It all started as a way to finance the clean-up of forgotten coal mines, dangerous eyesores that collapsed or leaked acidic sludge into streams. Yet the Abandoned Mine Reclamation Fund turned into a piece of federal legislation with more lives than a resourceful alley cat.
Originally scheduled to expire in 1992, the Abandoned Mine Reclamation Fund (or AML) has been reauthorized by Congress seven times; the legislation is scheduled to remain alive until 2021.
But the most adroit – and scrappiest – feline in the AML saga has been the state of Wyoming.
Since 1977, the state of Wyoming has received (or been promised) $1,051,898,067.60 from the AML fund according to Office of Surface Mining, which operates under the auspices of the Department of the Interior.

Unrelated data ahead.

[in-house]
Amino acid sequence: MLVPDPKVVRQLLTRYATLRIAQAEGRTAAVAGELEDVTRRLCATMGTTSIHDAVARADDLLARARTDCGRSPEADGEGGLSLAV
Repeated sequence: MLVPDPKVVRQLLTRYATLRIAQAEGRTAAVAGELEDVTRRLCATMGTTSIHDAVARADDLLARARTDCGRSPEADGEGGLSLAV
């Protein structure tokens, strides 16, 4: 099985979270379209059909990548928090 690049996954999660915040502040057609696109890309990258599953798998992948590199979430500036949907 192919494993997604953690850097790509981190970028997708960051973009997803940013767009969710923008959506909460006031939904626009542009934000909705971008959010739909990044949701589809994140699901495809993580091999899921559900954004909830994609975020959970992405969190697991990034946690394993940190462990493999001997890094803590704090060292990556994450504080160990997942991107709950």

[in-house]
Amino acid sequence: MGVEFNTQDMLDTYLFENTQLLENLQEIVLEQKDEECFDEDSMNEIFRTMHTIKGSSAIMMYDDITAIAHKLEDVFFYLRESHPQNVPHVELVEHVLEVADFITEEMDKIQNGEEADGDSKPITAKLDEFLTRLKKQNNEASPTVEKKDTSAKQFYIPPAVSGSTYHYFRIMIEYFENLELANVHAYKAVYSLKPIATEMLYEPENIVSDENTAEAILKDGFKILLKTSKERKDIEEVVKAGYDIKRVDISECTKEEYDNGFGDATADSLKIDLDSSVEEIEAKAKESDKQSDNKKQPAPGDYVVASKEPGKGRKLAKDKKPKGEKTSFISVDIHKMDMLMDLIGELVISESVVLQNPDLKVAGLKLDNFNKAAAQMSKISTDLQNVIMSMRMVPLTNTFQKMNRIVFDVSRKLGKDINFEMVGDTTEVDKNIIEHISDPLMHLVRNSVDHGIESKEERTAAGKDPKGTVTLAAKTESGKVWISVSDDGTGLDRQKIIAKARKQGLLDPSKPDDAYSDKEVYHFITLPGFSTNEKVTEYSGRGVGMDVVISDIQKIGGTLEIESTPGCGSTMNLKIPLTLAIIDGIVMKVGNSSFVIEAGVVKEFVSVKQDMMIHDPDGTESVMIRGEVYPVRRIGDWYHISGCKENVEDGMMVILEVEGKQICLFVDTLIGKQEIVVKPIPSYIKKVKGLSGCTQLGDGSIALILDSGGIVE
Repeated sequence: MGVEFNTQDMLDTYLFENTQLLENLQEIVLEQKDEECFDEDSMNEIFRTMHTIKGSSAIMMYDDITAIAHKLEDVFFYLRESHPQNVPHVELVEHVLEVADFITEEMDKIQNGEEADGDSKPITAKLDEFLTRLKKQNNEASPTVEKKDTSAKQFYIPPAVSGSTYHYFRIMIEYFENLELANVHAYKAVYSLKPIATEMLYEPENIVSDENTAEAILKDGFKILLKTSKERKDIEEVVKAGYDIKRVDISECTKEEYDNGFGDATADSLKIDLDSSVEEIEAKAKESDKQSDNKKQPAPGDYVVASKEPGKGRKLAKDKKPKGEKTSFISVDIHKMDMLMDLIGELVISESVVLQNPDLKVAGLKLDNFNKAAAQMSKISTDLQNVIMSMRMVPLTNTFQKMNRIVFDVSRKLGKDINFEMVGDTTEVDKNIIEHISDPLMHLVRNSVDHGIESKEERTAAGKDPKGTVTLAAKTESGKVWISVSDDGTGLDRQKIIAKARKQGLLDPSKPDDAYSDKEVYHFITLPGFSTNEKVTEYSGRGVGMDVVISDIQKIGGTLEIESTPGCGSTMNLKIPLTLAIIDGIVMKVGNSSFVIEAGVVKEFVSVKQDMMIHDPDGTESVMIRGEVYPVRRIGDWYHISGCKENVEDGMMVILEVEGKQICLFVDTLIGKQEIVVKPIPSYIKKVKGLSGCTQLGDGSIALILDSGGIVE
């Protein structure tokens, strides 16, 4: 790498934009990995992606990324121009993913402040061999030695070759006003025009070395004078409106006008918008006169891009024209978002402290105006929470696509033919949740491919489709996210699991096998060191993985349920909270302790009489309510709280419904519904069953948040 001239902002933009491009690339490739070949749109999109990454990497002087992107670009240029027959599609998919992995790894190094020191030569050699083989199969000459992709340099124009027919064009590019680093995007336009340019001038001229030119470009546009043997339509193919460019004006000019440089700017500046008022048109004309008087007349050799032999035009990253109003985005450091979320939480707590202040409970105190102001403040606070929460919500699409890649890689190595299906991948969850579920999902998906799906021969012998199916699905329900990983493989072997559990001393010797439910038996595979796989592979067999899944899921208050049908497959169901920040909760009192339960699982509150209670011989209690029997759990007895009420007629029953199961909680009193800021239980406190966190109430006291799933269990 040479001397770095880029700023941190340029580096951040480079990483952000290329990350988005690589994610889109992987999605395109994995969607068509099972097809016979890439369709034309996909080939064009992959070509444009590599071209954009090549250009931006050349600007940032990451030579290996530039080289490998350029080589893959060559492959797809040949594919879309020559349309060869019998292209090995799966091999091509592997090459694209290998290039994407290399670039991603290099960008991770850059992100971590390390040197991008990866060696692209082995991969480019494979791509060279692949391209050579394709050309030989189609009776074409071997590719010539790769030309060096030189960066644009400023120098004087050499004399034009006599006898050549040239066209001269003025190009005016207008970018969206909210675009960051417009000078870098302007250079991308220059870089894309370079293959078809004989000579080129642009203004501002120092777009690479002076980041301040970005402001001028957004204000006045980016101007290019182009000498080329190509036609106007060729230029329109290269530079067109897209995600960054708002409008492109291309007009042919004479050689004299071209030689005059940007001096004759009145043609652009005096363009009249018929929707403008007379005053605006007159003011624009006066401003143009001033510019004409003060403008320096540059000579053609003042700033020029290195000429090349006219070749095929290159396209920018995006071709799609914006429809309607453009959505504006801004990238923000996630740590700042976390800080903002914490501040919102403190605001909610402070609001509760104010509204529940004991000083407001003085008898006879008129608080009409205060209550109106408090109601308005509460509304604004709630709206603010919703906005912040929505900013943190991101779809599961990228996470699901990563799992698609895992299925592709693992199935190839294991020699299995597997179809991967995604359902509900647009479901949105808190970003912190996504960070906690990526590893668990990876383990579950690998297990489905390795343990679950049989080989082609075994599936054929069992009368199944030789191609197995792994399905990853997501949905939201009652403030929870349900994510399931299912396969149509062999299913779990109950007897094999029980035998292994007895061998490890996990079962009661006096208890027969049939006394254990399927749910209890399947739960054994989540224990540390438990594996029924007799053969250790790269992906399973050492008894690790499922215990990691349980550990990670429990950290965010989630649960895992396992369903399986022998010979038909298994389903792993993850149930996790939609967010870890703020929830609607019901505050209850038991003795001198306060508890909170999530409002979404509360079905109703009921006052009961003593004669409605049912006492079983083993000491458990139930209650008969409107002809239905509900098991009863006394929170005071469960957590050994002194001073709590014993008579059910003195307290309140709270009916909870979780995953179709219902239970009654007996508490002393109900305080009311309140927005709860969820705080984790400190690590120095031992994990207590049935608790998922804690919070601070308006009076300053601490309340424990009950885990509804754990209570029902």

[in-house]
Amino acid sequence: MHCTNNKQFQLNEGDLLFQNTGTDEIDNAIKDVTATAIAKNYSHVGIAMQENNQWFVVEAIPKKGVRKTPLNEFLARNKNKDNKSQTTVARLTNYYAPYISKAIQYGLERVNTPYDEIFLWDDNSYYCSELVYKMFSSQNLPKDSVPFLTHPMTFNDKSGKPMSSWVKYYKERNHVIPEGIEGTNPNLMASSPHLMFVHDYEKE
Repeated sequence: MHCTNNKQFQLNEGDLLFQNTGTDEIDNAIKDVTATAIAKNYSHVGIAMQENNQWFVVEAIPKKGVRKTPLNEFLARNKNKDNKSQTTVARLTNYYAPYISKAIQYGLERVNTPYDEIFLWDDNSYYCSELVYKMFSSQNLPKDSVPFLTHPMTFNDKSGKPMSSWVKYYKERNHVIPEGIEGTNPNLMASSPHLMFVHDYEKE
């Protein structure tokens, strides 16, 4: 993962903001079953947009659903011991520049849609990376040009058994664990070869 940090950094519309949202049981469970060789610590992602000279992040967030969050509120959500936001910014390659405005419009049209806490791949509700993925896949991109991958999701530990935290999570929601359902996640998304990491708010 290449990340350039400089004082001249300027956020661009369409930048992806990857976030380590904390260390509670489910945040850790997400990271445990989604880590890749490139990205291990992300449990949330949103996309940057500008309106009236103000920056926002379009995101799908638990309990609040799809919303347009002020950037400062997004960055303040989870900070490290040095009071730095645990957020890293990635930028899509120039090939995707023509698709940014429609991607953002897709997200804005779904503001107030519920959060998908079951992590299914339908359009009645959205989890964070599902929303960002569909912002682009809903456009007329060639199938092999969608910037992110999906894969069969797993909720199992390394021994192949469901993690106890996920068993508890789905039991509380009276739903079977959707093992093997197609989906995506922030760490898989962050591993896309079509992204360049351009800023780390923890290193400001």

While disbursements did go towards the original purpose of the fund – Wyoming has reclaimed more than 1,051 coal and non-coal mine sites – hundreds of millions also got funneled into building water systems in Gillette, clean-air research, a hospital addition in Sheridan, maintaining state highways, and the Wyoming Wildlife and Natural Resource Trust.
Read full text: Wyo File